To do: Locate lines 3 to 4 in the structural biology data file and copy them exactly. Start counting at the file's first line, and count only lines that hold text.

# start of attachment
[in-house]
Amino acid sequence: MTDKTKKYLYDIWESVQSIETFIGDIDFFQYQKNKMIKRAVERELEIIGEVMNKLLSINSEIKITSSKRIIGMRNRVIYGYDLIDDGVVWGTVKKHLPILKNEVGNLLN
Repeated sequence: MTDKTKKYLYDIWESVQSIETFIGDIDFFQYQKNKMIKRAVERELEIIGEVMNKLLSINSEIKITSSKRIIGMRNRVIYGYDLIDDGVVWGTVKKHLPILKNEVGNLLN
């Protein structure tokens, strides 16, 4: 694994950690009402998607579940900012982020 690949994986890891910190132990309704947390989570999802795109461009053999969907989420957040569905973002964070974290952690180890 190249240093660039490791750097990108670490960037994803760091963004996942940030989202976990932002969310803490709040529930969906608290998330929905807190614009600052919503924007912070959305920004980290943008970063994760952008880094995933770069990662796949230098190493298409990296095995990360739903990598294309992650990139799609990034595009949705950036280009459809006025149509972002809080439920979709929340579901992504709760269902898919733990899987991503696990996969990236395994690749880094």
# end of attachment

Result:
Repeated sequence: MTDKTKKYLYDIWESVQSIETFIGDIDFFQYQKNKMIKRAVERELEIIGEVMNKLLSINSEIKITSSKRIIGMRNRVIYGYDLIDDGVVWGTVKKHLPILKNEVGNLLN
């Protein structure tokens, strides 16, 4: 694994950690009402998607579940900012982020 690949994986890891910190132990309704947390989570999802795109461009053999969907989420957040569905973002964070974290952690180890 190249240093660039490791750097990108670490960037994803760091963004996942940030989202976990932002969310803490709040529930969906608290998330929905807190614009600052919503924007912070959305920004980290943008970063994760952008880094995933770069990662796949230098190493298409990296095995990360739903990598294309992650990139799609990034595009949705950036280009459809006025149509972002809080439920979709929340579901992504709760269902898919733990899987991503696990996969990236395994690749880094």